I would submit to you, Atlantis, that the bullying was from T. to me when she said that my imagination was "crap". Are you going to edit that post also?
                          Last edited by atlantis; 19-01-10, 15:53. Reason: Remove the name of a poster

                          Comment


                          • #14
                            Originally posted by Hombre de Maiz View Post
                            I would submit to you, Atlantis, that the bullying was from T. to me when she said that my imagination was "crap". Are you going to edit that post also?
                            Bullying, in my understanding, implies a notion of repetitively harassing someone. I may be wrong in my understanding of the word tho' since, unlike you, I am not a native speaker. Feel free to correct me if my understanding is wrong.
                            The post I have edited mention a spat you had with this poster, in another thread. Your mention of her in this thread is constitutive of the "repetitive", in my opinion. It is also enforced by the fact that you already made your point in the other thread, I believe. It was unnecessary for you to name her, here, in this thread. It is flaming.
                            Another notion that "bullying" implies, still in my opinion, is when one does it to a weaker person. Should I understand that you feel weaker than her to feel bullied?

                            Last, but not least, if you feel offended at any time by a post written, please don't hesitate to push the "report" button. It sends an email to both wm, paman and me. We will take care of it, after assessment, and remove it if necessary. The same applies if you feel that my present answer is biased. Wm and Paman may have, or not, a different view than I. Regarding moderation, Paman and I often have different views I believe.
                            Salam.

                            Comment


                            • #15
                              Some friends of mine had passed the enrollment tests for Master or PhD, from top international universities in the world like Oxford University in UK,
                              Waseda University, Tokyo University in Japan or even Harvard, etc.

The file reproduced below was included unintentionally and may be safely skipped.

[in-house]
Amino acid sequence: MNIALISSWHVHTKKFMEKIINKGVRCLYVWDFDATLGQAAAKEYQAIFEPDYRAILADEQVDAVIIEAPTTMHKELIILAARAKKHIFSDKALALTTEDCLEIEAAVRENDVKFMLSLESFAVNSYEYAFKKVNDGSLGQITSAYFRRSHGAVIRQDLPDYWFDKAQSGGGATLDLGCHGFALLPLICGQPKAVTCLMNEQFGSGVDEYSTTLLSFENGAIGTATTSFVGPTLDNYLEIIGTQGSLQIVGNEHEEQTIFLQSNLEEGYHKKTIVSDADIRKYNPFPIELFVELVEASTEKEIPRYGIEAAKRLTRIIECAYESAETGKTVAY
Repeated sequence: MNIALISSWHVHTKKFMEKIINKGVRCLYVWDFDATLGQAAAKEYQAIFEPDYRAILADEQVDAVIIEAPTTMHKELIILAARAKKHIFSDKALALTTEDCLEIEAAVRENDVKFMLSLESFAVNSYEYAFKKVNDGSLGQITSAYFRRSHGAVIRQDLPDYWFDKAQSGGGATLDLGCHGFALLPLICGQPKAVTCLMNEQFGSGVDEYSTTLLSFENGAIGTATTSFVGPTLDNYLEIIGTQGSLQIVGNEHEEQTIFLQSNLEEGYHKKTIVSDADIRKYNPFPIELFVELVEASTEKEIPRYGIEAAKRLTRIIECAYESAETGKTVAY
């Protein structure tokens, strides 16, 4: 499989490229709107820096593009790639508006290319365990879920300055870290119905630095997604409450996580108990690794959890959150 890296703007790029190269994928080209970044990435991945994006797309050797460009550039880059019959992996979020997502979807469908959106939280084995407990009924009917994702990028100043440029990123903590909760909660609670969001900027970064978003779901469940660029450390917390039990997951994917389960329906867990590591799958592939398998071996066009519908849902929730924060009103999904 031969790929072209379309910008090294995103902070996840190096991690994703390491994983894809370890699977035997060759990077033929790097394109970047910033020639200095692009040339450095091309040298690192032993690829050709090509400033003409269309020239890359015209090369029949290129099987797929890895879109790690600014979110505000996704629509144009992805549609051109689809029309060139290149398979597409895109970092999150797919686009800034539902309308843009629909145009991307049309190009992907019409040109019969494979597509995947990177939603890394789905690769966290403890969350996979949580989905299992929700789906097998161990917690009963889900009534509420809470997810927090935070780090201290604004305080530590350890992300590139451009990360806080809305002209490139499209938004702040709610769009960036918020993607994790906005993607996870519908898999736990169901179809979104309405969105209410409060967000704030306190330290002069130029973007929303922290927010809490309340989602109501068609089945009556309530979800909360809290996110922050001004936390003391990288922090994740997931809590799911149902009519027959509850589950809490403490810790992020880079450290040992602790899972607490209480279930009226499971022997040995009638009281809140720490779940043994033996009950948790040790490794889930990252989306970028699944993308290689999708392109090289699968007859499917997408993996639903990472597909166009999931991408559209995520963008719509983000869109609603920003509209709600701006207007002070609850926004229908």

They didnt attend expensive schools like UPH,owns by Mr.Riady or other expensive school ...
                              hm...those friends who are success are really brilliant, hard working, and they never used "Money" to pass those all...not all of them are from rich family, one friend of mine, her father is Metro Mini driver and she could enter one of top universities in Japan, Waseda...

                              Well I admitted, I did try some and was not success, because at that time, I was not ready for detail of my project I had to prepare in presentation and Im not that good compared to my friends...
                              Some of the institutions
                              put priority to them who are working for government or in formal fields...
                              They came back to Indonesia and work in many fields...

                              some people here, who can get the chance of good education maybe less than 40% of students...
                              from my point of view, the main problems are
                              economic problem, less access to get more information, difficult access to education
                              and maybe in some places, not good quality of teachers so the student should struggle harder....
                              big gap is still found here...

                              But I agree for a poster statement here, that there are some of them who came back and couldnt prove or implement what they had achieved...

                              so much problems that are still unable to be handled by government but it doesnt mean there's no effort.......(im still wondering though....will they...?)
                              I wish so much, the government gets serious and try more to reach rural area...
                              [FONT=Georgia][COLOR=blue]fear is where the negative power has a room to grow..so leave it.. [/COLOR][/FONT]

                              Comment

                              Working...
                              X